RAA Warns of Negative Impact on Aviation of Another Shutdown

Jan. 29, 2019 
Washington, D.C. — 

The end of the longest-ever partial shutdown of the U.S. federal government is a welcome development, but RAA is greatly concerned by the prospect of another shutdown on February 15 and the negative impact it will have on the commercial aviation system. 

The 35-day shutdown seriously impacted the FAA and the Transportation Security Administration, forcing air traffic controllers to slow the flow of flights in the airspace to maintain high safety standards and leading to long lines at security checkpoints at U.S. airports. In addition, airlines had difficulty placing new aircraft into service because the FAA did not have the resources to authorize new aircraft, leading to service disruptions and, in some cases, delayed starts of planned routes. The FAA was unable to issue new student pilot certificates, which halted training for countless prospective pilots, exacerbating a pilot shortage that had already reached a crisis level. 

RAA President and CEO Faye Malarkey Black praised federal workers for serving air travelers during the shutdown even as they dealt with increasing stress on a very personal level. “We are deeply grateful to the dedicated professionals at the FAA, TSA and Customs and Border Protection who kept air travelers safe and secure despite missed paychecks and the accompanying financial hardship as the impacts of the shutdown escalated,” she said.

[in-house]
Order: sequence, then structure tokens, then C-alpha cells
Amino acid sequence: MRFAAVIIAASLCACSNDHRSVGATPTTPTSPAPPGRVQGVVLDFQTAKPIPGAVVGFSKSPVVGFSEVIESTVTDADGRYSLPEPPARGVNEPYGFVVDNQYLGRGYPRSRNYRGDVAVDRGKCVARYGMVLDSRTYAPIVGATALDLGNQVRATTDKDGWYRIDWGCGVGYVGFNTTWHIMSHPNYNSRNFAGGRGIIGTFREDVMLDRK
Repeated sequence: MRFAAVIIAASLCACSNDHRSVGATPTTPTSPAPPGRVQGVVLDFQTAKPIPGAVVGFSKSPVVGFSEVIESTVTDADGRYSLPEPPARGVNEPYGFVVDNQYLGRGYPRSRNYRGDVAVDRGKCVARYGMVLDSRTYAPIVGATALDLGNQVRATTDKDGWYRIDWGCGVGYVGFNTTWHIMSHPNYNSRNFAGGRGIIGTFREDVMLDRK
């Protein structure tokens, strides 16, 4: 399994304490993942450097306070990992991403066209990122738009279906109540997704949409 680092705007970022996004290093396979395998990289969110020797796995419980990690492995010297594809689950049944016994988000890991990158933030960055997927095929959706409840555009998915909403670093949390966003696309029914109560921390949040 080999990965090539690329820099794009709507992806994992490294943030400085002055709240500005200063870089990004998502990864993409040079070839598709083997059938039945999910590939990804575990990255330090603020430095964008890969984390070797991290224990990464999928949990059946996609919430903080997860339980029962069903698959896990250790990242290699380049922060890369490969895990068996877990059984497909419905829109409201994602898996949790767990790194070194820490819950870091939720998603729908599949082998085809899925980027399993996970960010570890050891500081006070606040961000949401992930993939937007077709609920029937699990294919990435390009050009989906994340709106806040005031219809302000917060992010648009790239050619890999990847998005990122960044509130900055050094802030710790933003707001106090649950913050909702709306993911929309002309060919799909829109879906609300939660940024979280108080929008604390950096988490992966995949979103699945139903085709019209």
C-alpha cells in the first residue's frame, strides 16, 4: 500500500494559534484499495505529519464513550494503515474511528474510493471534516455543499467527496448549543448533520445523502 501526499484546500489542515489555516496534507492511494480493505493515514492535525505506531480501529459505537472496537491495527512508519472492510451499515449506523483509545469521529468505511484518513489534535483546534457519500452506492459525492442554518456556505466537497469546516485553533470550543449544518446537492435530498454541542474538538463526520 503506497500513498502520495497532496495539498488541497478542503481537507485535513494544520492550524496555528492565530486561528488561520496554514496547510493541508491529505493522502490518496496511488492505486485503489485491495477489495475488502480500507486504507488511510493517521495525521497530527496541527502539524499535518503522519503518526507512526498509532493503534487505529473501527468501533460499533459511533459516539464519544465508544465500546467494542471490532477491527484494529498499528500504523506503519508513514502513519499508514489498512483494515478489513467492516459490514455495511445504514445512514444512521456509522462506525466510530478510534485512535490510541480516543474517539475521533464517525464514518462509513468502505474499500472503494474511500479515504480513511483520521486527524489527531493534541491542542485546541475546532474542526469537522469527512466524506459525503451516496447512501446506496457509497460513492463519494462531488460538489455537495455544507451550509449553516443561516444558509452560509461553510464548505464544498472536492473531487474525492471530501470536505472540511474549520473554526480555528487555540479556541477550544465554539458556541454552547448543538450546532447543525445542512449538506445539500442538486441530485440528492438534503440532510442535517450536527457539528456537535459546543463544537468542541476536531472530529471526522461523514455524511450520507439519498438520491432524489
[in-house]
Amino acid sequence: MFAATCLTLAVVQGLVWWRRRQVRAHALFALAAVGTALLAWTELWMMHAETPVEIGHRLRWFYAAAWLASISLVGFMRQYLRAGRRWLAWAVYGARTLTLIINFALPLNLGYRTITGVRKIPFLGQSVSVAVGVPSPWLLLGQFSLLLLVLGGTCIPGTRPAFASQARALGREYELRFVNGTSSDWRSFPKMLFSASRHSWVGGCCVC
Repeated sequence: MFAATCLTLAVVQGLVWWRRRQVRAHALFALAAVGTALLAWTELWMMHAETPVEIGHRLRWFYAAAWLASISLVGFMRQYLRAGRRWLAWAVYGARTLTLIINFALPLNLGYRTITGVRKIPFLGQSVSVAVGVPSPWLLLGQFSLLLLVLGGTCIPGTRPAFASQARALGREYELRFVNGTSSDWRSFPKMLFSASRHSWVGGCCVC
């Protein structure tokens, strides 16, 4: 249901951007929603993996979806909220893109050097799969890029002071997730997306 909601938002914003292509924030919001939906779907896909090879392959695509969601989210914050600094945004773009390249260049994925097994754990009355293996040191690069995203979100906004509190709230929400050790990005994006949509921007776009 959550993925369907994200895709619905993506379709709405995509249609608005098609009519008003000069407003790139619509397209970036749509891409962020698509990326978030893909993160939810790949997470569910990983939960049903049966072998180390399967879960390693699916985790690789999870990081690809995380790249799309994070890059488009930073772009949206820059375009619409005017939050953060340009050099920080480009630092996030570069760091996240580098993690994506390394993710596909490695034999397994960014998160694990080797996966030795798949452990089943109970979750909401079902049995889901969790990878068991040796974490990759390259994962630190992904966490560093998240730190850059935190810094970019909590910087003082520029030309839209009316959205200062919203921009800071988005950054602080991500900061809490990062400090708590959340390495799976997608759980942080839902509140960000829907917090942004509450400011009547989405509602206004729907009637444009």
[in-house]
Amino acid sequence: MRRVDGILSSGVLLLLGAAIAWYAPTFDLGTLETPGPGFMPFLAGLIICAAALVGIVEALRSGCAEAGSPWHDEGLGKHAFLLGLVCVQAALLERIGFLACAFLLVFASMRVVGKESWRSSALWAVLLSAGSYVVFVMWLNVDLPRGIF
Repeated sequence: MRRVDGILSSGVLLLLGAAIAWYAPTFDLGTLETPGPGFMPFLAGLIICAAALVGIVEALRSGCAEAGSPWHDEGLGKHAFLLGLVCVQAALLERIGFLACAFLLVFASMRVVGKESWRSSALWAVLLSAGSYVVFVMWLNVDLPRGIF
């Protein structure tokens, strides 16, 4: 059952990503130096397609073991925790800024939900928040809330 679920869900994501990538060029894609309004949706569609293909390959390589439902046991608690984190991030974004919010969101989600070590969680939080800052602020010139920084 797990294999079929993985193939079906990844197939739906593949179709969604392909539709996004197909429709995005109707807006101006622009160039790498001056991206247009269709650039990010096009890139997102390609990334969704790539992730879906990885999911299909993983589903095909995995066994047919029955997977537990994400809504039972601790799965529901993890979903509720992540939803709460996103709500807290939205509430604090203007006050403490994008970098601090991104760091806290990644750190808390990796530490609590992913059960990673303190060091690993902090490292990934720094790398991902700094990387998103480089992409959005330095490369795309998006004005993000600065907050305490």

Another shutdown would again seriously impact airline operations, doing a disservice to the traveling public. It would erode the public’s confidence in air travel. RAA strongly encourages President Trump and leaders in Congress to avoid another shutdown and reach a long-term solution that extends beyond February 15 to bring certainty to the commercial aviation industry and the federal workers who support it, and to give passengers confidence that airline operations will continue and their future travel plans will not be interrupted. 

About RAA  

The Regional Airline Association (RAA) provides a unified voice of advocacy for North American regional airlines aimed at promoting a safe, reliable and robust regional airline industry. RAA serves as an important support network connecting regional airlines, industry business partners and government regulators, and promotes the interests of regional airlines in a changing business environment. In the United States, regional airlines operate 41 percent of scheduled passenger flights and provide the only source of scheduled air service to nearly two-thirds of the nation’s airports.